Heterogeneous chemical reactions in the atmosphere modify the speciation of iron in dust and may affect the bioavailability of deposited iron. The soluble form of iron is much higher in aerosols than in soil (~0.5%).[49][50][51] Several photo-chemical interactions with dissolved organic acids increase iron solubility in aerosols.[52][53] Among these, photochemical reduction of oxalate-bound Fe(III) from iron-containing minerals is important. The organic ligand forms a surface complex with the Fe (III) metal center of an iron-containing mineral (such as hematite or goethite). On exposure to solar radiation the complex is converted to an excited energy state in which the ligand, acting as bridge and an electron donor, supplies an electron to Fe(III) producing soluble Fe(II).[54][55][56] Consistent with this, studies documented a distinct diel variation in the concentrations of Fe (II) and Fe(III) in which daytime Fe(II) concentrations exceed those of Fe(III).[57][58][59][60]

Volcanic ash as an iron source

Volcanic ash has a significant role in supplying the world’s oceans with iron.[61] Volcanic ash is composed of glass shards, pyrogenic minerals, lithic particles and other forms of ash that release nutrients at different rates depending on structure and the type of reaction caused by contact with water.[62]

Increases of biogenic opal in the sediment record are associated with increased iron accumulation over the last million years.[63] In August 2008, an eruption in the Aleutian Islands deposited ash in the nutrient-limited Northeast Pacific. This ash and iron deposition resulted in one of the largest phytoplankton blooms observed in the subarctic.[64]

Carbon sequestration

Previous instances of biological carbon sequestration triggered major climatic changes, lowering the temperature of the planet, such as the Azolla event. Plankton that generate calcium or silicon carbonate skeletons, such as diatoms, coccolithophores and foraminifera, account for most direct sequestration. When these organisms die their carbonate skeletons sink relatively quickly and form a major component of the carbon-rich deep sea precipitation known as marine snow. Marine snow also includes fish fecal pellets and other organic detritus, and steadily falls thousands of meters below active plankton blooms.[65]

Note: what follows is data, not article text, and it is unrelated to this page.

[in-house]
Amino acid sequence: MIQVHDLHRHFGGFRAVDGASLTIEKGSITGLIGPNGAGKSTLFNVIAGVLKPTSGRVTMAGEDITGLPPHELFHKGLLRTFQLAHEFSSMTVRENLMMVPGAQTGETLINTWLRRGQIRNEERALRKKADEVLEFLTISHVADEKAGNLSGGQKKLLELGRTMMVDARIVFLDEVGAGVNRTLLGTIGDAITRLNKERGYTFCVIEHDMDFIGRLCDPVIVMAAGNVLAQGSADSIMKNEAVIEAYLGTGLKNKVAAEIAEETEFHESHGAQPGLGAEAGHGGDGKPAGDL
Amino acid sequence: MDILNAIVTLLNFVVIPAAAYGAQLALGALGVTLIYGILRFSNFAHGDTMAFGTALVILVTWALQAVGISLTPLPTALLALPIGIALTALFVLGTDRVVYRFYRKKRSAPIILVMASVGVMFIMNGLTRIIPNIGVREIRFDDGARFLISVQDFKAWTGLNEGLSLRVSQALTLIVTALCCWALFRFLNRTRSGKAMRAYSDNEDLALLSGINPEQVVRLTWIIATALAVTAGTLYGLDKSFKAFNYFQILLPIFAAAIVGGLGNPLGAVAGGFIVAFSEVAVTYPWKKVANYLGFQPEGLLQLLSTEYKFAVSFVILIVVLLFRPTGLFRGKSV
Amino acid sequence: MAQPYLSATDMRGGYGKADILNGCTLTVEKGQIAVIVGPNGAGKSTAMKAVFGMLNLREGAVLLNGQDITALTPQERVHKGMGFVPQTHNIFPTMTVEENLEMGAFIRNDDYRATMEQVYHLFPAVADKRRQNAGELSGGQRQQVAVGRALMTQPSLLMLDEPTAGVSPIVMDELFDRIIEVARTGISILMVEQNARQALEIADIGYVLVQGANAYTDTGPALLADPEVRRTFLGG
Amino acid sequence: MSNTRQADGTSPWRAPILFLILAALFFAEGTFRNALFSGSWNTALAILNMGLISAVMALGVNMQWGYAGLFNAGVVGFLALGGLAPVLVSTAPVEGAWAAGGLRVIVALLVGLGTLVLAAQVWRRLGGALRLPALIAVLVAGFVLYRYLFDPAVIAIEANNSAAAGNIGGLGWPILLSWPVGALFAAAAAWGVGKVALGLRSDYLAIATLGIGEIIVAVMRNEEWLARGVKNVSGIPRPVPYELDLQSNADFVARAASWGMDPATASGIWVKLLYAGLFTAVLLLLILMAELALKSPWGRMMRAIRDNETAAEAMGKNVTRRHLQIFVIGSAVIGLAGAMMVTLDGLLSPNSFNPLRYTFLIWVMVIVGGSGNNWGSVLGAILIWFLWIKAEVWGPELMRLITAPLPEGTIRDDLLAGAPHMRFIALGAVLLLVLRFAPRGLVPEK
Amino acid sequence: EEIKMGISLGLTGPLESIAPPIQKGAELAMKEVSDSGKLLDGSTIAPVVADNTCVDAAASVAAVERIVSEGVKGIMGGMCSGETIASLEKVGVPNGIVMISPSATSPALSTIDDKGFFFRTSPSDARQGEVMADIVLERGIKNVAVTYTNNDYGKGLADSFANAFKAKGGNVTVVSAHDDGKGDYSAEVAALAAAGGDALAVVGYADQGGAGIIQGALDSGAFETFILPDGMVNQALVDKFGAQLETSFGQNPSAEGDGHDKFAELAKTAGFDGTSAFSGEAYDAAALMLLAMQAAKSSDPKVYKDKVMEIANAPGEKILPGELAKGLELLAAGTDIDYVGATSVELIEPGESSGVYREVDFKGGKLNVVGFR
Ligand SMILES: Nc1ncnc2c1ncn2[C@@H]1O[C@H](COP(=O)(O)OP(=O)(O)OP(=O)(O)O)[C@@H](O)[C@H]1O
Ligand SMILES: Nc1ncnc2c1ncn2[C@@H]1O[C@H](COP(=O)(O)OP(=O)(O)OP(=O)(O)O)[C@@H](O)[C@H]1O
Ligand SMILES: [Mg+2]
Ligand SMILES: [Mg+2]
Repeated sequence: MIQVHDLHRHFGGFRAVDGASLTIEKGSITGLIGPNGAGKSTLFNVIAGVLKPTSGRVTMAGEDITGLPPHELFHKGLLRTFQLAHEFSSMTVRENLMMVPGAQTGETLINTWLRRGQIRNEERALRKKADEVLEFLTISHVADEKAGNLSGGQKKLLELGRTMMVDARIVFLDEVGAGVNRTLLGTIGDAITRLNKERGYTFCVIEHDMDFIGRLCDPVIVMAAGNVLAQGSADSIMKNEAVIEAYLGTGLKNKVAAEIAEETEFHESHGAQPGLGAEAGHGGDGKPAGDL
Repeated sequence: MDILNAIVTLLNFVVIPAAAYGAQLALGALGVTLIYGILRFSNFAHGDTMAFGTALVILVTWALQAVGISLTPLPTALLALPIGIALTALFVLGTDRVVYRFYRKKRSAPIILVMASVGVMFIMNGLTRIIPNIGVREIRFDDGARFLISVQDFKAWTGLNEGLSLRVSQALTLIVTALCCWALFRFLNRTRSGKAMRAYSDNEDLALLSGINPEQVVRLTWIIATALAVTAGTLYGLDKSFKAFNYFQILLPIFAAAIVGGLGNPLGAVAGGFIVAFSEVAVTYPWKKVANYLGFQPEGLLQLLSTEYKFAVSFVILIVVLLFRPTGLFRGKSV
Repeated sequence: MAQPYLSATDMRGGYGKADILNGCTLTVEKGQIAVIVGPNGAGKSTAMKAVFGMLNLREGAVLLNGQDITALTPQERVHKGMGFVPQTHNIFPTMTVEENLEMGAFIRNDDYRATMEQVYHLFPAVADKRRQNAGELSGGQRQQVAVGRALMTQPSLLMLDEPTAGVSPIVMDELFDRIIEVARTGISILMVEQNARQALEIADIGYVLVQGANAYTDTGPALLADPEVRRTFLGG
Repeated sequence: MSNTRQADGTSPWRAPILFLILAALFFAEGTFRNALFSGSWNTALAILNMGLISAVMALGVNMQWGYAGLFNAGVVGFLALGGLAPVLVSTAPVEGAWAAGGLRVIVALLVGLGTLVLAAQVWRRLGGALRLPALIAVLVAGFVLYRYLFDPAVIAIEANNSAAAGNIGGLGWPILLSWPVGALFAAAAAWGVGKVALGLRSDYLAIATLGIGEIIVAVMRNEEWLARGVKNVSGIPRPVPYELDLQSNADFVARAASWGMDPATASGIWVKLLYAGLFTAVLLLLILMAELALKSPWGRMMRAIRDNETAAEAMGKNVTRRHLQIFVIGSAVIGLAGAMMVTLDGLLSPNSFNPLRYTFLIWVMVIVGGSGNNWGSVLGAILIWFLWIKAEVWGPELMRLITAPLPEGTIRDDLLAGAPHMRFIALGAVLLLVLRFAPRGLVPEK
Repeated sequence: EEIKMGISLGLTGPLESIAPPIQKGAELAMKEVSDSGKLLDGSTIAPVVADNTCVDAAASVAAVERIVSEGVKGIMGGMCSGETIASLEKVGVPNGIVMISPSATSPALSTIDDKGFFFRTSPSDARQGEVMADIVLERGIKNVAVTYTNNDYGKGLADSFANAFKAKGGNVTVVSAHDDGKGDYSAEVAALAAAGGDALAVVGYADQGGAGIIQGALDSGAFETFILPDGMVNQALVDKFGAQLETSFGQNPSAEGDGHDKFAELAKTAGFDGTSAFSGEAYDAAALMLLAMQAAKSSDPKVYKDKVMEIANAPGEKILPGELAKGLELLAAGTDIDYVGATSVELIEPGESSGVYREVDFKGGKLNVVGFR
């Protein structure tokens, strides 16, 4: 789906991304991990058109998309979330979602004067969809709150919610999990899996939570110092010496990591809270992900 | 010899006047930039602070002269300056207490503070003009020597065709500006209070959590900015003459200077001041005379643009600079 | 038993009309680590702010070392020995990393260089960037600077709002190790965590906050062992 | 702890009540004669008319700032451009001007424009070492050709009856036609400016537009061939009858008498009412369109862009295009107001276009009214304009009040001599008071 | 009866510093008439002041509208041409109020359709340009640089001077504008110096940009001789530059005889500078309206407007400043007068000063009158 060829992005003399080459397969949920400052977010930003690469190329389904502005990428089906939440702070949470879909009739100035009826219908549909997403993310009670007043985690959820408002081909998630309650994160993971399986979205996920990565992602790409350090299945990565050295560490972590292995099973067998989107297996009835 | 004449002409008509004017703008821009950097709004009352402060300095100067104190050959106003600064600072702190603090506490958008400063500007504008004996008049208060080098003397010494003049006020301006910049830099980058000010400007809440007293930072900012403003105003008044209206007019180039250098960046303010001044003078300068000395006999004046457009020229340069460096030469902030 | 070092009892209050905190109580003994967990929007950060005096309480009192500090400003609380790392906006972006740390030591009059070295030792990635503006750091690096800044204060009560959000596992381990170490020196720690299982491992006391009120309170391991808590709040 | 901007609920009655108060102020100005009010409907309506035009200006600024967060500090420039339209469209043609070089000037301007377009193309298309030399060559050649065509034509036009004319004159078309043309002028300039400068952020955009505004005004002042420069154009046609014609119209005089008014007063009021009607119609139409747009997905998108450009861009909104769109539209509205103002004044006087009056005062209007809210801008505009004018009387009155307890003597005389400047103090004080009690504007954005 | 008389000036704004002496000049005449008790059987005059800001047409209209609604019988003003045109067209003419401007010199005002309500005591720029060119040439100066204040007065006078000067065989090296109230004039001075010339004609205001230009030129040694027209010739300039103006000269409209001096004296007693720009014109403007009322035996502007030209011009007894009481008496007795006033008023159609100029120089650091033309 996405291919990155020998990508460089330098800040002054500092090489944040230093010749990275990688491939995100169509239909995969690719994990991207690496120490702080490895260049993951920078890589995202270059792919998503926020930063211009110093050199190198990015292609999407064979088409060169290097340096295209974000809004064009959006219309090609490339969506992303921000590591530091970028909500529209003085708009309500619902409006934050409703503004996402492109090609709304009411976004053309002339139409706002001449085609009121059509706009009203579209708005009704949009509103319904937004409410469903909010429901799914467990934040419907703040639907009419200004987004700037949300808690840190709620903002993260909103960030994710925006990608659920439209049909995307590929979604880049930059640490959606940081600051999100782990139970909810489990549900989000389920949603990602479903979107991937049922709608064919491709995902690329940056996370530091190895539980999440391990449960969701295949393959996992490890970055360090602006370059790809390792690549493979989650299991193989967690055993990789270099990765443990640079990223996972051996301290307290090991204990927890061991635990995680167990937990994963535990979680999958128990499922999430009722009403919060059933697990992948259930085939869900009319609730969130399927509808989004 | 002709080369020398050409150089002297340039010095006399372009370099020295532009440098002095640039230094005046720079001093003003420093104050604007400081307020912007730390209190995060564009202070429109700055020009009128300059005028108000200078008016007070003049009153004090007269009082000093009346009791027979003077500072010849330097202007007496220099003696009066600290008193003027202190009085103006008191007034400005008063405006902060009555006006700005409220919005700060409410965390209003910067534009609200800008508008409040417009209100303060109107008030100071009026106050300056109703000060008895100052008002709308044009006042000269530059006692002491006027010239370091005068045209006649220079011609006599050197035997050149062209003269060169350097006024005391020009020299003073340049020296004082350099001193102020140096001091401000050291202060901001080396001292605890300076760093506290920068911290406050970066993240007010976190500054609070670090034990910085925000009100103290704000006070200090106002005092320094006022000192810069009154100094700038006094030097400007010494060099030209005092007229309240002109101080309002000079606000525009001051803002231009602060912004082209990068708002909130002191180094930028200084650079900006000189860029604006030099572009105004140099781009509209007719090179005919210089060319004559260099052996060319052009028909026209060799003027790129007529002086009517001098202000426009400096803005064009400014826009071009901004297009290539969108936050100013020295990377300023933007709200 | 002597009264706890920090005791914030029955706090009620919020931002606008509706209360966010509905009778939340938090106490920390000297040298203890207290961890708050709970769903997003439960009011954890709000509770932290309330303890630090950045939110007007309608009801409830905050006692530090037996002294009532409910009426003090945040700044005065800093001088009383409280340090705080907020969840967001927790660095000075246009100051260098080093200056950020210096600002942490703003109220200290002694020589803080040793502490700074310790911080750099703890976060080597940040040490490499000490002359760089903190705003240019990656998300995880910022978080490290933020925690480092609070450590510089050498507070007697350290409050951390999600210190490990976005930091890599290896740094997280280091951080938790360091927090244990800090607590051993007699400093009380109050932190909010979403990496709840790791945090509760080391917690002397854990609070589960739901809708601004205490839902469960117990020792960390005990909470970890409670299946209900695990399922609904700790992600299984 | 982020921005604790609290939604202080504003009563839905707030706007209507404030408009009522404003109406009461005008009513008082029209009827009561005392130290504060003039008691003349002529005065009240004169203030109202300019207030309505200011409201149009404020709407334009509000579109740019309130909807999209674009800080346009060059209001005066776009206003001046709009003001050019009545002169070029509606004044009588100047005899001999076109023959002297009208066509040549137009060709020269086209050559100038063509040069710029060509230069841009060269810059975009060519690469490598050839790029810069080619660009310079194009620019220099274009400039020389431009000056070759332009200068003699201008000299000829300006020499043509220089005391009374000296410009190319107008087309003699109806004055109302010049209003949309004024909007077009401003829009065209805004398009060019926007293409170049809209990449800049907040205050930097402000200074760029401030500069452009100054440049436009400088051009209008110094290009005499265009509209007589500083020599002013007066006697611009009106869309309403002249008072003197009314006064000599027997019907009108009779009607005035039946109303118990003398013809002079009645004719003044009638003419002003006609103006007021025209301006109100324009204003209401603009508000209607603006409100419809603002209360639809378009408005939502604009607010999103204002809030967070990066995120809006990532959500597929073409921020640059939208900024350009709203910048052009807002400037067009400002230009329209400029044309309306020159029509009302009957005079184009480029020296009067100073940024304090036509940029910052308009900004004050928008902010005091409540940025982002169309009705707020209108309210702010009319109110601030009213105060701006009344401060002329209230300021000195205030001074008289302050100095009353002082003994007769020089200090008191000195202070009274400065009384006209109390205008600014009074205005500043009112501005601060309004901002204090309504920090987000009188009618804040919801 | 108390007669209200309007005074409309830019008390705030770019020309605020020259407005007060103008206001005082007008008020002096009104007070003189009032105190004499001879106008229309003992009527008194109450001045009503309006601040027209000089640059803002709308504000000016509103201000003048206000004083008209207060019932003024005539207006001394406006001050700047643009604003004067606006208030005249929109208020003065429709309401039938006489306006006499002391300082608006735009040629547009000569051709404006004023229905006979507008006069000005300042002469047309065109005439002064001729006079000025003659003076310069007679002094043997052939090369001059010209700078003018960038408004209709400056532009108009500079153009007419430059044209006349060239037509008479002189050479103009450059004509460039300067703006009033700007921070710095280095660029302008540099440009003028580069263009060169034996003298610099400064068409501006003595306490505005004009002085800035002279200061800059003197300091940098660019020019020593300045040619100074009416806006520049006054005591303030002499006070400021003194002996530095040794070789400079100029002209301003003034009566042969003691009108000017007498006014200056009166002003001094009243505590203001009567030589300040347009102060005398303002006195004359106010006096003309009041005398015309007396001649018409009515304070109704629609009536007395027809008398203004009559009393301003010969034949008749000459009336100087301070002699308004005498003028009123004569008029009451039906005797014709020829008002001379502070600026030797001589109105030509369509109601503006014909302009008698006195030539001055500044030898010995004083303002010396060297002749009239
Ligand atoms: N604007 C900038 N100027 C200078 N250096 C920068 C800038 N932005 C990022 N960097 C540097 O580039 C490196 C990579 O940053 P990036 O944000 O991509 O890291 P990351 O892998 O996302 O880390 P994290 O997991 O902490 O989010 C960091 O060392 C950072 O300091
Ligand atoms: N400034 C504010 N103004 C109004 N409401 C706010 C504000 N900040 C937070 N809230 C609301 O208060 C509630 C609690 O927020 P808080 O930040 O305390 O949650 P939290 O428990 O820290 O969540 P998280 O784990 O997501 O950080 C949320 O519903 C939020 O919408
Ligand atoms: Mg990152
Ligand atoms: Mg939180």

Of the carbon-rich biomass generated by plankton blooms, half (or more) is generally consumed by grazing organisms (zooplankton, krill, small fish, etc.) but 20 to 30% sinks below 200 meters (660 ft) into the colder water strata below the thermocline. Much of this fixed carbon continues into the abyss, but a substantial percentage is redissolved and remineralized. At this depth, however, this carbon is now suspended in deep currents and effectively isolated from the atmosphere for centuries. (The surface to benthic cycling time for the ocean is approximately 4,000 years.)

Analysis and quantification

Evaluation of the biological effects and verification of the amount of carbon actually sequestered by any particular bloom involves a variety of measurements, combining ship-borne and remote sampling, submarine filtration traps, tracking buoy spectroscopy and satellite telemetry. Unpredictable ocean currents can remove experimental iron patches from the pelagic zone, invalidating the experiment.

The potential of fertilization to tackle global warming is illustrated by the following figures. If phytoplankton converted all the nitrate and phosphate present in the surface mixed layer across the entire Antarctic circumpolar current into organic carbon, the resulting carbon dioxide deficit could be compensated by uptake from the atmosphere amounting to about 0.8 to 1.4 gigatonnes of carbon per year.[66] This quantity is comparable in magnitude to annual anthropogenic fossil fuels combustion of approximately 6 gigatonnes. The Antarctic circumpolar current region is one of several in which iron fertilization could be conductedthe Galapagos islands area another potentially suitable location.